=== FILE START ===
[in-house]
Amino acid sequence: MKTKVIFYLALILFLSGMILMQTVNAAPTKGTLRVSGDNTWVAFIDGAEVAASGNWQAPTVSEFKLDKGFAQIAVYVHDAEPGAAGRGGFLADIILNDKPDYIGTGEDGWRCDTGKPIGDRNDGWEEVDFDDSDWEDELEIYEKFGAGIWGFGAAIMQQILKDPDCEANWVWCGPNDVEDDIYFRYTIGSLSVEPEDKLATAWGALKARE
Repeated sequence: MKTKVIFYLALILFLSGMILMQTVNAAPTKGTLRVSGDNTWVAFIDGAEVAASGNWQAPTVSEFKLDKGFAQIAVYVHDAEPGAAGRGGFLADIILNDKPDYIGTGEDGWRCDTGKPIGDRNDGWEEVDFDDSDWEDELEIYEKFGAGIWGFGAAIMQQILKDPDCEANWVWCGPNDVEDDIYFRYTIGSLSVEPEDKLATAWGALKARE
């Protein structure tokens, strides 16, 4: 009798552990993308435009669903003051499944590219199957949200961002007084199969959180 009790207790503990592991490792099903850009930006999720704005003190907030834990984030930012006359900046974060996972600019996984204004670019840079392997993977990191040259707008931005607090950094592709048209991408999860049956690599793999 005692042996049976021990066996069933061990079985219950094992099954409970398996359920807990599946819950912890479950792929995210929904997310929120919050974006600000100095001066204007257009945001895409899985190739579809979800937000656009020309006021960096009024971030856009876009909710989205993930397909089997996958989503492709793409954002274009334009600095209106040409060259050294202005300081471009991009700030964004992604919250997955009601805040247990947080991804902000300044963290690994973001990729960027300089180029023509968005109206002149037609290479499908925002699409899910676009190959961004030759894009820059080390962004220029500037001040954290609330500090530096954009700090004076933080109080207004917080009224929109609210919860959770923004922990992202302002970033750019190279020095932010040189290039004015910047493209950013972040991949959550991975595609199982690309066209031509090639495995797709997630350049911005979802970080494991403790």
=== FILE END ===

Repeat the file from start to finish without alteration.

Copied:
[in-house]
Amino acid sequence: MKTKVIFYLALILFLSGMILMQTVNAAPTKGTLRVSGDNTWVAFIDGAEVAASGNWQAPTVSEFKLDKGFAQIAVYVHDAEPGAAGRGGFLADIILNDKPDYIGTGEDGWRCDTGKPIGDRNDGWEEVDFDDSDWEDELEIYEKFGAGIWGFGAAIMQQILKDPDCEANWVWCGPNDVEDDIYFRYTIGSLSVEPEDKLATAWGALKARE
Repeated sequence: MKTKVIFYLALILFLSGMILMQTVNAAPTKGTLRVSGDNTWVAFIDGAEVAASGNWQAPTVSEFKLDKGFAQIAVYVHDAEPGAAGRGGFLADIILNDKPDYIGTGEDGWRCDTGKPIGDRNDGWEEVDFDDSDWEDELEIYEKFGAGIWGFGAAIMQQILKDPDCEANWVWCGPNDVEDDIYFRYTIGSLSVEPEDKLATAWGALKARE
């Protein structure tokens, strides 16, 4: 009798552990993308435009669903003051499944590219199957949200961002007084199969959180 009790207790503990592991490792099903850009930006999720704005003190907030834990984030930012006359900046974060996972600019996984204004670019840079392997993977990191040259707008931005607090950094592709048209991408999860049956690599793999 005692042996049976021990066996069933061990079985219950094992099954409970398996359920807990599946819950912890479950792929995210929904997310929120919050974006600000100095001066204007257009945001895409899985190739579809979800937000656009020309006021960096009024971030856009876009909710989205993930397909089997996958989503492709793409954002274009334009600095209106040409060259050294202005300081471009991009700030964004992604919250997955009601805040247990947080991804902000300044963290690994973001990729960027300089180029023509968005109206002149037609290479499908925002699409899910676009190959961004030759894009820059080390962004220029500037001040954290609330500090530096954009700090004076933080109080207004917080009224929109609210919860959770923004922990992202302002970033750019190279020095932010040189290039004015910047493209950013972040991949959550991975595609199982690309066209031509090639495995797709997630350049911005979802970080494991403790």